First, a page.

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Hahn™ Tapered Implants: A Versatile Foundation for the BruxZir® Full-Arch Implant Prosthesis

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by Jack A. Hahn, DDS

Full-arch implant restorations offer substantial advantages over traditional dentures, including increased stability, function and preservation of the underlying bone.1,2 As awareness of these benefits increases, the number of fully edentulous patients opting for implant treatment continues to rise. Additionally, advancements in prosthetics, implant design and CAD/CAM technology have made it so implants can be predictably placed in patients with varying degrees of dental health. This expands the population eligible to receive such treatment and enables practitioners to offer it with the confidence that both implants and prosthesis will stand the test of time. Indeed, the emergence of the BruxZir® Full-Arch Implant Prosthesis means that we no longer have to worry about the wear and breakage that can afflict fixed acrylic appliances.

Although all full-arch implant restorations provide superior function and quality of life compared to conventional dentures, the fixed implant-supported prosthesis has been shown to provide higher levels of patient satisfaction than removable overdentures.3,4 Because of its unmatched durability and excellent esthetics, monolithic zirconia is an ideal choice for fixed full-arch indications. Screw-retained acrylic hybrid dentures are vulnerable to wear and tear over time, from teeth separating from the body of the prosthesis to outright fracture. For practitioners who stand by their work, this can become costly as repair expenses add up over time, to say nothing of the frustration caused to the patient and potential harm caused to the reputation of the dental practice. The BruxZir Full-Arch Implant Prosthesis has a monolithic construction that avoids such damage and can typically be provided at a similar cost to that of a traditional acrylic hybrid denture.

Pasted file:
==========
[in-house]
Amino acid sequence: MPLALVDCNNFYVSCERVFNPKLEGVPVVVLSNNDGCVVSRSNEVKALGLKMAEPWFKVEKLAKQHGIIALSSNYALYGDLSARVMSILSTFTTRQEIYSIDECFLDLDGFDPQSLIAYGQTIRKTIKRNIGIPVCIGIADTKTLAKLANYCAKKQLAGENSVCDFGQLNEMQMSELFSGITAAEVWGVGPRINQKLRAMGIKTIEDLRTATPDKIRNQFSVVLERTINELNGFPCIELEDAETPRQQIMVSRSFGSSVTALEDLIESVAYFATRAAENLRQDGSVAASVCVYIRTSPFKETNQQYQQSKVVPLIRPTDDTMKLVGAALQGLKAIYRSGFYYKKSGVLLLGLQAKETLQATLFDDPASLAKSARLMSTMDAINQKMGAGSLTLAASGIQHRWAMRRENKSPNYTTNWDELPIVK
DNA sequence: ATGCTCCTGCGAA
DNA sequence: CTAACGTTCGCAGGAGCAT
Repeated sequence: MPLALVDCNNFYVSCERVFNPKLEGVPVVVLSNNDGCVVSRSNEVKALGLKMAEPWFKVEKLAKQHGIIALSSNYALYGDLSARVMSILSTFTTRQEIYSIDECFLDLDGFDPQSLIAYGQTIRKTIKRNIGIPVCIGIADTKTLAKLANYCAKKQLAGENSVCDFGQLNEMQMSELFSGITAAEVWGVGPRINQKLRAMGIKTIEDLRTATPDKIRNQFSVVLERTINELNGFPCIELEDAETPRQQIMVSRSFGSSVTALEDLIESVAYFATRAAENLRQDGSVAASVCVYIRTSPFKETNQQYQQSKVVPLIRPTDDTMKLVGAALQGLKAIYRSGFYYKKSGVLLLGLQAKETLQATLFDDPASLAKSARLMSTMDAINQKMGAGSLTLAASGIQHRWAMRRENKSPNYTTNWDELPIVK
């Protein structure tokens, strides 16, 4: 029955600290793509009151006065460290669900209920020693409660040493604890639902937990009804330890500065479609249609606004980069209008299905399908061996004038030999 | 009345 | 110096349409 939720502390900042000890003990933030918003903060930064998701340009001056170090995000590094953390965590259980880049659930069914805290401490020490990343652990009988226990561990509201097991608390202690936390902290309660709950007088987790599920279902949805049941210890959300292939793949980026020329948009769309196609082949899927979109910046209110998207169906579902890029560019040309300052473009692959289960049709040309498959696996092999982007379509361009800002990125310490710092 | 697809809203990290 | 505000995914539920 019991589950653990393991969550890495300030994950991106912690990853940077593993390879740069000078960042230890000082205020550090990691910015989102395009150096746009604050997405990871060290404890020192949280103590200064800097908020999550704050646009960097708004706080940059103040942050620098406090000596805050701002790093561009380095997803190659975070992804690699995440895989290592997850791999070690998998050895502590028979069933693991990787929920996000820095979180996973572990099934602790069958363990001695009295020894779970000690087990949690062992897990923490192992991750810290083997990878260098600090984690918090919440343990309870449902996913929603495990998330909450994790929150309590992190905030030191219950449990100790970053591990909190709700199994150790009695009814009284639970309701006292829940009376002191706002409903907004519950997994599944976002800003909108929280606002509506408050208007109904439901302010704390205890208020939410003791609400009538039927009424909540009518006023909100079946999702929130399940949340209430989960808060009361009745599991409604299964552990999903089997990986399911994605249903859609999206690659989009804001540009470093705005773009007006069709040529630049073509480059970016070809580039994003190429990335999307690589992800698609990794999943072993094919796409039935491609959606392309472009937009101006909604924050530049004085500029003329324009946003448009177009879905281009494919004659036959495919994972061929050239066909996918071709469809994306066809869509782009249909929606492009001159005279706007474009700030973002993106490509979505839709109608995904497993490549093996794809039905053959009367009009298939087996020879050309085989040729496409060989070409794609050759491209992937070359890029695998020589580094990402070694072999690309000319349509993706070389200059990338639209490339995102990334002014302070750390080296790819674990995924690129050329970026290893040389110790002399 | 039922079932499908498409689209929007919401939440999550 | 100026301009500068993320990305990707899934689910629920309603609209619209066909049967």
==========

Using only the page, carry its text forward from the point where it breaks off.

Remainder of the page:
When treatment planning such a restoration, it is necessary to select an implant system that can be placed in areas of the edentulous ridge where there is a limited amount of space, as many denture wearers have experienced substantial bone loss by the time they upgrade to an implant restoration. Further, an implant’s thread design should engage the bone and afford maximum control to the clinician during placement, enabling positioning that supports an esthetic prosthetic outcome. This is especially important when treating patients who present with hopeless, non-restorable dentition, as the immediate extraction and implantation procedure that is commonly indicated in such cases requires an implant that maintains the correct lingual position during insertion.

The Hahn™ Tapered Implant (Glidewell Direct; Irvine, Calif.) has been designed with these precise considerations in mind, making it an optimal choice for fixed full-arch indications. A review of its design features, along with some case examples, serves to illustrate how this new implant system establishes a predictable foundation for the most durable restoration available to the fully edentulous patient.

Precise Control During Implant Placement

With a design that maximizes clinician control during surgical placement, the Hahn Tapered Implant excels in establishing the position needed for a predictable, esthetic full-arch restoration. Its sharp, angled threads help maintain the proper distance from the buccal aspect as the implant is threaded into place. Because the threads fully engage the lingual wall and the tapered shape allows for flexibility in angulation, the implant is more easily positioned in a manner that avoids the occurrence of screw access holes exiting toward the buccal or labial surface of the planned prosthesis (Figs. 1a–1d).

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Figures 1a–1d: As illustrated by these two cases, Hahn Tapered Implants can be positioned with minimal difficulty in a manner that keeps the screw access holes situated within the lingual or occlusal surfaces of the full-arch prosthesis.

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Figures 1a–1d: As illustrated by these two cases, Hahn Tapered Implants can be positioned with minimal difficulty in a manner that keeps the screw access holes situated within the lingual or occlusal surfaces of the full-arch prosthesis.

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Figures 1a–1d: As illustrated by these two cases, Hahn Tapered Implants can be positioned with minimal difficulty in a manner that keeps the screw access holes situated within the lingual or occlusal surfaces of the full-arch prosthesis.

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Figures 1a–1d: As illustrated by these two cases, Hahn Tapered Implants can be positioned with minimal difficulty in a manner that keeps the screw access holes situated within the lingual or occlusal surfaces of the full-arch prosthesis.

With a design that maximizes clinician control during surgical placement, the Hahn Tapered Implant excels in establishing the position needed for a predictable, esthetic full-arch restoration.